New-AzureRmResourceGroupDeployment -ResourceGroupName VNet101 -TemplateFile .\VNetPeeringVNet1.json -DeploymentDebugLogLevel all
    

    Returned output:

     DeploymentName        : VNetPeeringVNet1
     ResourceGroupName    : VNet101
     ProvisioningState        : Succeeded
     Timestamp            : MM/DD/YEAR 9:05:03 AM
     Mode            : Incremental
     TemplateLink        :
     Parameters            :
     Outputs            :
     DeploymentDebugLogLevel : RequestContent, ResponseContent
    
     New-AzureRmResourceGroupDeployment -ResourceGroupName VNet101 -TemplateFile .\VNetPeeringVNet2.json -DeploymentDebugLogLevel all
    

    Returned output:

     DeploymentName        : VNetPeeringVNet2
     ResourceGroupName    : VNet101
     ProvisioningState        : Succeeded
     Timestamp            : MM/DD/YEAR 9:07:22 AM
     Mode            : Incremental
     TemplateLink        :
     Parameters            :
     Outputs            :
     DeploymentDebugLogLevel : RequestContent, ResponseContent
    
  5. After the deployment is finished, run the following cmdlet to view the peering state:

     Get-AzureRmVirtualNetworkPeering -VirtualNetworkName VNet1 -ResourceGroupName VNet101 -Name linktoVNet2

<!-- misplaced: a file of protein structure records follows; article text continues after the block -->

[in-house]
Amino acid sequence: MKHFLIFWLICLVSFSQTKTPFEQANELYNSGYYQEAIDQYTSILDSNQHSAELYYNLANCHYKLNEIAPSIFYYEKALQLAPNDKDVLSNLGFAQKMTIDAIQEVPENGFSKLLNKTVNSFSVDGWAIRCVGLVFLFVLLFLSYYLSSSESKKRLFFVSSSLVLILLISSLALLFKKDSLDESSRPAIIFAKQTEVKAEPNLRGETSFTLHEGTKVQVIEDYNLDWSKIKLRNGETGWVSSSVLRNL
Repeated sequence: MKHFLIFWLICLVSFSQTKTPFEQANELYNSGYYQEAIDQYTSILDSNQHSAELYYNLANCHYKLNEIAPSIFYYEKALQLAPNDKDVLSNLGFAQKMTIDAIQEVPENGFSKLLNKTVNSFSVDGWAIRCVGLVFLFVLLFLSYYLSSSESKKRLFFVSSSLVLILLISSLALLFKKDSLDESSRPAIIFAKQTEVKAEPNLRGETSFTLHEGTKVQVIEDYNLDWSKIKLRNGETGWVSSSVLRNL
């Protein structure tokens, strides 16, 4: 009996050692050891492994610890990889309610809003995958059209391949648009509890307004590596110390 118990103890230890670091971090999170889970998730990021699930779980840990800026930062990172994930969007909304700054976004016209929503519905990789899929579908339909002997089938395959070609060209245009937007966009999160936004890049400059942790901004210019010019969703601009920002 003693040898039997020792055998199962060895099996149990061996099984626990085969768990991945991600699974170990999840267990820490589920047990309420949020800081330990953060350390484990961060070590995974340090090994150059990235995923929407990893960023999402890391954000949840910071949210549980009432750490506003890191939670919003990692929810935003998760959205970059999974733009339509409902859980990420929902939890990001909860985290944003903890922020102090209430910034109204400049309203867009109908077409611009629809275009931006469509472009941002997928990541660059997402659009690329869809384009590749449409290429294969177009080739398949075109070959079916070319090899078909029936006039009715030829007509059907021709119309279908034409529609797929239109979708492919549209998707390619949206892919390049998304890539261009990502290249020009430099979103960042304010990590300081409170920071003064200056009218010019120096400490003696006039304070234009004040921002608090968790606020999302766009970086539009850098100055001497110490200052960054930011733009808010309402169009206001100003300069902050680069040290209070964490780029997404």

Returned output:

     Name            : LinkToVNet2
     Id                : /subscriptions/xxxxxxxx-xxxx-xxxx-xxxx-xxxxxxxxxxxx/resourceGroups/VNet101/providers/Microsoft.Network/virtualNetworks/VNet1/virtualNetworkPeerings/LinkToVNet2
     Etag            : W/"xxxxxxxx-xxxx-xxxx-xxxx-xxxxxxxxxxxx"
     ResourceGroupName    : VNet101
     VirtualNetworkName    : VNet1
     ProvisioningState        : Succeeded
     RemoteVirtualNetwork    : {
                                         "Id": "/subscriptions/xxxxxxxx-xxxx-xxxx-xxxx-xxxxxxxxxxxx/resourceGroups/VNet101/providers/Microsoft.Network/virtualNetworks/VNet2"
                                     }
     AllowVirtualNetworkAccess    : True
     AllowForwardedTraffic            : False
     AllowGatewayTransit              : False
     UseRemoteGateways                : False
     RemoteGateways                   : null
     RemoteVirtualNetworkAddressSpace : null